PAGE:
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Evaluating a Job Offer
Once you receive a job offer, you are faced with a difficult decision and must evaluate the offer carefully. Fortunately, most organizations will not expect you to accept or reject an offer immediately. (来源：英语麦当劳 http://www.EnglishCN.com)
There are many issues to consider when assessing a job offer. Will the organization be a good place to work? Will the job be interesting? Are there opportunities for advancement? Is the salary fair? Does the employer offer good benefits? If you have not already figured out exactly what you want, the following discussion may help you to develop a set of criteria for judging job offers, whether you are starting a career, reentering the labor force after a long absence, or planning a career change.
The organization. Background information on an organization can help you to decide whether it is a good place for you to work. Factors to consider include the organization?s business or activity, financial condition, age, size, and location.
You generally can get background information on an organization, particularly a large organization, on its Internet site or by telephoning its public relations office. A public company?s annual report to the stockholders tells about its corporate philosophy, history, products or services, goals, and financial status. Most government agencies can furnish reports that describe their programs and missions. Press releases, company newsletters or magazines, and recruitment brochures also can be useful. Ask the organization for any other items that might interest a prospective employee. If possible, speak to current or former employees of the organization.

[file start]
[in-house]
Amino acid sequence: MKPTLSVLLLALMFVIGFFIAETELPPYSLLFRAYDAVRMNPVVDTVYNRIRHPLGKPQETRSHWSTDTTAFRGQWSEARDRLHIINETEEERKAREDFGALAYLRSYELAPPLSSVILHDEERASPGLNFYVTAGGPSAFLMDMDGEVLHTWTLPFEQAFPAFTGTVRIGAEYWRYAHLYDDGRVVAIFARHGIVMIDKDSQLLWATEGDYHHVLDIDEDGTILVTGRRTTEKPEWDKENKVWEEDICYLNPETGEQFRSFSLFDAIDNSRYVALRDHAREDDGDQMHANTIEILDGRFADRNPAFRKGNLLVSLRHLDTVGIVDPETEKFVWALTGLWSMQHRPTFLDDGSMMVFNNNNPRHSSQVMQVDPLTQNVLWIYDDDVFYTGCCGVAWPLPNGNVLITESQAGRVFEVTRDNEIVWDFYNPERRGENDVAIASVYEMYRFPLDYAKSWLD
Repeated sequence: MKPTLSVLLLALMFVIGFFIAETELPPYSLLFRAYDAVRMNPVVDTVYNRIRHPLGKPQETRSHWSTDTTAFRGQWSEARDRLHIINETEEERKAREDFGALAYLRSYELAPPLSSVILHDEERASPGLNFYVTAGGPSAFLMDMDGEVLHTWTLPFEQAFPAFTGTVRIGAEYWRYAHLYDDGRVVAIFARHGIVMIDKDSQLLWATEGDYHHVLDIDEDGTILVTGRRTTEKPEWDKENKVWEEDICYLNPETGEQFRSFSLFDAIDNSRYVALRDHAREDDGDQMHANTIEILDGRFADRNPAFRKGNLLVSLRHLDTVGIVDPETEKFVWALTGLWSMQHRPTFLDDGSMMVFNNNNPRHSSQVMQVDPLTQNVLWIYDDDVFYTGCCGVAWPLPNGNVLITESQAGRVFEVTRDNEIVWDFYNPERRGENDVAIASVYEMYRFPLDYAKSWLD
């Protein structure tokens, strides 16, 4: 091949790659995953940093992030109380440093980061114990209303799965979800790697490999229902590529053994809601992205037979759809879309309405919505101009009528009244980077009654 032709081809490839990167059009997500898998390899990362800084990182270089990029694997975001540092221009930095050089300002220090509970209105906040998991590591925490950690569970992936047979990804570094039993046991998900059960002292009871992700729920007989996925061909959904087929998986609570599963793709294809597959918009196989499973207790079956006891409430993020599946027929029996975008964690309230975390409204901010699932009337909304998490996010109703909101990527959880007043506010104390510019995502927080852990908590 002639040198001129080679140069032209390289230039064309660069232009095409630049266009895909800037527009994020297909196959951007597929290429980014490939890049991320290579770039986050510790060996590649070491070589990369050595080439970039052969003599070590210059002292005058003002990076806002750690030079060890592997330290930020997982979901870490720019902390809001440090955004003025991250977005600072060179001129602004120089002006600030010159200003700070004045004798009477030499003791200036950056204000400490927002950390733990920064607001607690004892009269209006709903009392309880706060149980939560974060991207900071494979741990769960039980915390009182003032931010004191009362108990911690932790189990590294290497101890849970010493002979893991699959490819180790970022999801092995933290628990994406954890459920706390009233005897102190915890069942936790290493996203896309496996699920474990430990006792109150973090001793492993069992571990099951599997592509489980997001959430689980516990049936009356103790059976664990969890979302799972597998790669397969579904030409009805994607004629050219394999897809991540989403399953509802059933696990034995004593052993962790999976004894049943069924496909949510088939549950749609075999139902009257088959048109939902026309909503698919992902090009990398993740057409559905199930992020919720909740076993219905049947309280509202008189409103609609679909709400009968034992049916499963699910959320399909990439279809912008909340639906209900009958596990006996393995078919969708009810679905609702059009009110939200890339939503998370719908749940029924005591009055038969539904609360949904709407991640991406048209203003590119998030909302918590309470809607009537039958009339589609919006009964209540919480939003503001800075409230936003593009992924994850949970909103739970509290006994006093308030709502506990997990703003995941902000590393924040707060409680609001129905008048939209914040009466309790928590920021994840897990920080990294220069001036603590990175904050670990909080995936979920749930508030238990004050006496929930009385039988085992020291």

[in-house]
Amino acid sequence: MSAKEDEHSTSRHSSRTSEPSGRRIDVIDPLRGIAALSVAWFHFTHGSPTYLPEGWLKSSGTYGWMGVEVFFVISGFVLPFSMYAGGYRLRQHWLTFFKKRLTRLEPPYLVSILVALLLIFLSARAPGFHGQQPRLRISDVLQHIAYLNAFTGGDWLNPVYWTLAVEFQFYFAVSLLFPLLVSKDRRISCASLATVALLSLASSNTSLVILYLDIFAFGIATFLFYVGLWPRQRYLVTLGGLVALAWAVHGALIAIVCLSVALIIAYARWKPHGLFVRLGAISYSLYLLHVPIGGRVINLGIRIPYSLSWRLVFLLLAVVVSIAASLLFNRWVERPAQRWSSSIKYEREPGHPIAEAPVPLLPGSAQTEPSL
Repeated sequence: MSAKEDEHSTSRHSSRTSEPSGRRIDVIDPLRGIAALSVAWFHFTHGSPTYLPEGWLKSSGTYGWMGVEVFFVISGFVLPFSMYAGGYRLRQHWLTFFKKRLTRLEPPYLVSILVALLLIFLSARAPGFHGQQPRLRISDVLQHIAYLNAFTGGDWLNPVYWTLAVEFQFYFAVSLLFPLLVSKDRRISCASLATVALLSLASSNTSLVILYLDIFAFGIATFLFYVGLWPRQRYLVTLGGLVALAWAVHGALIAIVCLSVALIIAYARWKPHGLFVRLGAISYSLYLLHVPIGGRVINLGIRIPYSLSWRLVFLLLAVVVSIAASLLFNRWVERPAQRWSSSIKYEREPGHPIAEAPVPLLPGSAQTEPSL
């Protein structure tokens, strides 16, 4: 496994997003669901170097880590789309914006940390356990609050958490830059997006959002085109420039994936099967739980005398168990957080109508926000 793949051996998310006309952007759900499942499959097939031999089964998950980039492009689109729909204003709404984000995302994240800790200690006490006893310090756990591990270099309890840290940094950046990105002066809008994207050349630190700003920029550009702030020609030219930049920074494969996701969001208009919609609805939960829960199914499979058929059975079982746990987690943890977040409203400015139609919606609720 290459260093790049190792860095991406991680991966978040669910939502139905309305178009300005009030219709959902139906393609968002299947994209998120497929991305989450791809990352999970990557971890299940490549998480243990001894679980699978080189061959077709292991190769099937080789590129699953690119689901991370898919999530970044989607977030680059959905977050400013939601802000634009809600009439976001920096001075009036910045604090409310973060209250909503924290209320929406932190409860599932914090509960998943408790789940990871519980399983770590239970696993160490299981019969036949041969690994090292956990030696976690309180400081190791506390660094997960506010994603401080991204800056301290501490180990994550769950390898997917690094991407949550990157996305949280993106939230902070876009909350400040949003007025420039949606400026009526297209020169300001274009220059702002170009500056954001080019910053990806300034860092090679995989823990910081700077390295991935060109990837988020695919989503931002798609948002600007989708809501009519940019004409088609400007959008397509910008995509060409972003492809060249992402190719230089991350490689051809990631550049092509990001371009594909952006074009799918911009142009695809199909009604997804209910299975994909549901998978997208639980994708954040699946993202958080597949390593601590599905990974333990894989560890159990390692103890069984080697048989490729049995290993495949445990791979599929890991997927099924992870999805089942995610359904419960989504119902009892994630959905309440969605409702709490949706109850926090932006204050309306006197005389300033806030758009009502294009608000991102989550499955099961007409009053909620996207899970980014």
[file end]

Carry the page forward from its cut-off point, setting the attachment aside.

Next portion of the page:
Background information on the organization may be available at your public or school library. If you cannot get an annual report, check the library for reference directories that may provide basic facts about the company, such as earnings, products and services, and number of employees. Some directories widely available in libraries either in print or as online databases include:
- Dun & Bradstreet’s Million Dollar Directory
- Standard and Poor’s Register of Corporations
- Mergent’s Industrial Review (formerly Moody’s Industrial Manual)
- Thomas Register of American Manufacturers
- Ward’s Business Directory
Stories about an organization in magazines and newspapers can tell a great deal about its successes, failures, and plans for the future. You can identify articles on a company by looking under its name in periodical or computerized indexes in libraries. However, it probably will not be useful to look back more than 2 or 3 years
The library also may have government publications that present projections of growth for the industry in which the organization is classified. Long-term projections of employment and output for detailed industries, covering the entire U.S. economy, are developed by the Bureau of Labor Statistics and revised every 2 years. See the November 2005 Monthly Labor Review for the most recent projections, covering the 2004-14 period, on the Internet at: http://www.bls.gov/opub/mlr/mlrhome.htm. Trade magazines also may include articles on the trends for specific industries.
Career centers at colleges and universities often have information on employers that is not available in libraries. Ask a career center representative how to find out about a particular organization.
Does the organization?s business or activity match your own interests and beliefs?
It is easier to apply yourself to the work if you are enthusiastic about what the organization does.
How will the size of the organization affect you?
Large firms generally offer a greater variety of training programs and career paths, more managerial levels for advancement, and better employee benefits than do small firms. Large employers also may have more advanced technologies. However, many jobs in large firms tend to be highly specialized.
Jobs in small firms may offer broader authority and responsibility, a closer working relationship with top management, and a chance to clearly see your contribution to the success of the organization.
Should you work for a relatively new organization or one that is well established?
New businesses have a high failure rate, but for many people, the excitement of helping to create a company and the potential for sharing in its success more than offset the risk of job loss. However, it may be just as exciting and rewarding to work for a young firm that already has a foothold on success.
Does it make a difference if the company is private or public?